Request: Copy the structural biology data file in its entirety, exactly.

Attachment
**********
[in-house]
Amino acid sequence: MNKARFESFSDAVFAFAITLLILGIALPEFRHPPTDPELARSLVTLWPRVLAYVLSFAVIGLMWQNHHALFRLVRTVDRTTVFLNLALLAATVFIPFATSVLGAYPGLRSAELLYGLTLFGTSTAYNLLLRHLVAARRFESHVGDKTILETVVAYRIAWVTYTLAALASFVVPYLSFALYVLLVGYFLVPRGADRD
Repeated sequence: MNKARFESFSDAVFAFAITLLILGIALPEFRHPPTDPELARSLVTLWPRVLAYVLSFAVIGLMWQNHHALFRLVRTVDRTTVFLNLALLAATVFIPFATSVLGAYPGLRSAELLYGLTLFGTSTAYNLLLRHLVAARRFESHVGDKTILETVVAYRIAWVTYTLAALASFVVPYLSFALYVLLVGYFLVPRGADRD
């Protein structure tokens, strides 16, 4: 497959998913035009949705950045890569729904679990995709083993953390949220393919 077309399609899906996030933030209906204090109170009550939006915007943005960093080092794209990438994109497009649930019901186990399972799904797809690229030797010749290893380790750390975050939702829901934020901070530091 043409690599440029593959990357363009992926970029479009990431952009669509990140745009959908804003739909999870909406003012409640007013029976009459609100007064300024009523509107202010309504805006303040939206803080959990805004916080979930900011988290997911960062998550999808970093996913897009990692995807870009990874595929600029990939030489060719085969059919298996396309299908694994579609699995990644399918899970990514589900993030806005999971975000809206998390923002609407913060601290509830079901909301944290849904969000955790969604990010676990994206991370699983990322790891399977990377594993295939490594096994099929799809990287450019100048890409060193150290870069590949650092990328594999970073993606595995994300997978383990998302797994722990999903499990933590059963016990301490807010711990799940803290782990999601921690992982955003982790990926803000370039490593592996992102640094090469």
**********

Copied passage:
[in-house]
Amino acid sequence: MNKARFESFSDAVFAFAITLLILGIALPEFRHPPTDPELARSLVTLWPRVLAYVLSFAVIGLMWQNHHALFRLVRTVDRTTVFLNLALLAATVFIPFATSVLGAYPGLRSAELLYGLTLFGTSTAYNLLLRHLVAARRFESHVGDKTILETVVAYRIAWVTYTLAALASFVVPYLSFALYVLLVGYFLVPRGADRD
Repeated sequence: MNKARFESFSDAVFAFAITLLILGIALPEFRHPPTDPELARSLVTLWPRVLAYVLSFAVIGLMWQNHHALFRLVRTVDRTTVFLNLALLAATVFIPFATSVLGAYPGLRSAELLYGLTLFGTSTAYNLLLRHLVAARRFESHVGDKTILETVVAYRIAWVTYTLAALASFVVPYLSFALYVLLVGYFLVPRGADRD
């Protein structure tokens, strides 16, 4: 497959998913035009949705950045890569729904679990995709083993953390949220393919 077309399609899906996030933030209906204090109170009550939006915007943005960093080092794209990438994109497009649930019901186990399972799904797809690229030797010749290893380790750390975050939702829901934020901070530091 043409690599440029593959990357363009992926970029479009990431952009669509990140745009959908804003739909999870909406003012409640007013029976009459609100007064300024009523509107202010309504805006303040939206803080959990805004916080979930900011988290997911960062998550999808970093996913897009990692995807870009990874595929600029990939030489060719085969059919298996396309299908694994579609699995990644399918899970990514589900993030806005999971975000809206998390923002609407913060601290509830079901909301944290849904969000955790969604990010676990994206991370699983990322790891399977990377594993295939490594096994099929799809990287450019100048890409060193150290870069590949650092990328594999970073993606595995994300997978383990998302797994722990999903499990933590059963016990301490807010711990799940803290782990999601921690992982955003982790990926803000370039490593592996992102640094090469």